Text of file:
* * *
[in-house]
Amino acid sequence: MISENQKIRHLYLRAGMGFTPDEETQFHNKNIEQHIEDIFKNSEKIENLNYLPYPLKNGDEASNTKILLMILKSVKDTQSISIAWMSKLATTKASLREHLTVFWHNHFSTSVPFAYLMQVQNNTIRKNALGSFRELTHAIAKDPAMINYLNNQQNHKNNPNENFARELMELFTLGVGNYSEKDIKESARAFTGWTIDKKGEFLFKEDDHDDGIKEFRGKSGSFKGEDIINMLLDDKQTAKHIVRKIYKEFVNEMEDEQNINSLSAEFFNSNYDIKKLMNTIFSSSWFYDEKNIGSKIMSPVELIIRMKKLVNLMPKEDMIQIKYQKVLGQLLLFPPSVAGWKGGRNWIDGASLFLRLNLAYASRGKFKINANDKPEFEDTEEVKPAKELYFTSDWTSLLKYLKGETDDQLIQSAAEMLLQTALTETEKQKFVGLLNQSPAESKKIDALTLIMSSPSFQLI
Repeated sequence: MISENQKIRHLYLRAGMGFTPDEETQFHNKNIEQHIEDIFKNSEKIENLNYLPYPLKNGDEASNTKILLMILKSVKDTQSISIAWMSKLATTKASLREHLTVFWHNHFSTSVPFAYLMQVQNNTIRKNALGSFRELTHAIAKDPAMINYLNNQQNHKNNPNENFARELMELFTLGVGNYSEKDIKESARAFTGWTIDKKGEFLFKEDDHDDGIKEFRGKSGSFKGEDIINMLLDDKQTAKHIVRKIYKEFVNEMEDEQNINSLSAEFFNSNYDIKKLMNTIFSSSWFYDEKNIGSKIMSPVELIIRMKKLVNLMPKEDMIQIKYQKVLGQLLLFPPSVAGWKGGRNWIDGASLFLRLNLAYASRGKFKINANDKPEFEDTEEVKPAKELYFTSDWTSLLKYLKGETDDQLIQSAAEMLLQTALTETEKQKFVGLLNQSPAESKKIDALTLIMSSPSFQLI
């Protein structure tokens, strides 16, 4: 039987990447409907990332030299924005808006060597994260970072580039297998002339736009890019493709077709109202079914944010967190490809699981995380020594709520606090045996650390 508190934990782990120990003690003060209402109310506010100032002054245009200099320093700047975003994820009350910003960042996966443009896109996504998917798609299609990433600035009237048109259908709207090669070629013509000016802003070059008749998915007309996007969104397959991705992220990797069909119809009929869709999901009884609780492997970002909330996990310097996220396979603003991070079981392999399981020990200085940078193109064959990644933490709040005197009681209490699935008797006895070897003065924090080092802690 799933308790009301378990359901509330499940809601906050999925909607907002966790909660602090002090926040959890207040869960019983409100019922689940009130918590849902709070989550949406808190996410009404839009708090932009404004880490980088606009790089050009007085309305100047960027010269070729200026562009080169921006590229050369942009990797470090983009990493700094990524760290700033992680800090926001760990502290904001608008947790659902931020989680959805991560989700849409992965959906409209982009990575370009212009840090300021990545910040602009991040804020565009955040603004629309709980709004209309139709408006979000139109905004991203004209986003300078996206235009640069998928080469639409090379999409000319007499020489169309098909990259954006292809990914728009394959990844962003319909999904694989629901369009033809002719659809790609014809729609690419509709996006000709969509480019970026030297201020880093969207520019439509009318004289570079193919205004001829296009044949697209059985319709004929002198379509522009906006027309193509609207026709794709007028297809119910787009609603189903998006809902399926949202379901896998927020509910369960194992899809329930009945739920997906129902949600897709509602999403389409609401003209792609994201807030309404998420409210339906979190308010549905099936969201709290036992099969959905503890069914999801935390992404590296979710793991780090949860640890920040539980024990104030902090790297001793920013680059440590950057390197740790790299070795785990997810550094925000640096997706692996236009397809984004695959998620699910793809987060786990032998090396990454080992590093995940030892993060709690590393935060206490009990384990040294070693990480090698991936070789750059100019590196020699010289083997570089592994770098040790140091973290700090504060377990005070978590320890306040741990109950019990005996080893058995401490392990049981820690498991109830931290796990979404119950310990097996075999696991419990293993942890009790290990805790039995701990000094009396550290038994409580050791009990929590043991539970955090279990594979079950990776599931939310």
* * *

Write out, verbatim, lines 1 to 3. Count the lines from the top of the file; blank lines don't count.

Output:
[in-house]
Amino acid sequence: MISENQKIRHLYLRAGMGFTPDEETQFHNKNIEQHIEDIFKNSEKIENLNYLPYPLKNGDEASNTKILLMILKSVKDTQSISIAWMSKLATTKASLREHLTVFWHNHFSTSVPFAYLMQVQNNTIRKNALGSFRELTHAIAKDPAMINYLNNQQNHKNNPNENFARELMELFTLGVGNYSEKDIKESARAFTGWTIDKKGEFLFKEDDHDDGIKEFRGKSGSFKGEDIINMLLDDKQTAKHIVRKIYKEFVNEMEDEQNINSLSAEFFNSNYDIKKLMNTIFSSSWFYDEKNIGSKIMSPVELIIRMKKLVNLMPKEDMIQIKYQKVLGQLLLFPPSVAGWKGGRNWIDGASLFLRLNLAYASRGKFKINANDKPEFEDTEEVKPAKELYFTSDWTSLLKYLKGETDDQLIQSAAEMLLQTALTETEKQKFVGLLNQSPAESKKIDALTLIMSSPSFQLI
Repeated sequence: MISENQKIRHLYLRAGMGFTPDEETQFHNKNIEQHIEDIFKNSEKIENLNYLPYPLKNGDEASNTKILLMILKSVKDTQSISIAWMSKLATTKASLREHLTVFWHNHFSTSVPFAYLMQVQNNTIRKNALGSFRELTHAIAKDPAMINYLNNQQNHKNNPNENFARELMELFTLGVGNYSEKDIKESARAFTGWTIDKKGEFLFKEDDHDDGIKEFRGKSGSFKGEDIINMLLDDKQTAKHIVRKIYKEFVNEMEDEQNINSLSAEFFNSNYDIKKLMNTIFSSSWFYDEKNIGSKIMSPVELIIRMKKLVNLMPKEDMIQIKYQKVLGQLLLFPPSVAGWKGGRNWIDGASLFLRLNLAYASRGKFKINANDKPEFEDTEEVKPAKELYFTSDWTSLLKYLKGETDDQLIQSAAEMLLQTALTETEKQKFVGLLNQSPAESKKIDALTLIMSSPSFQLI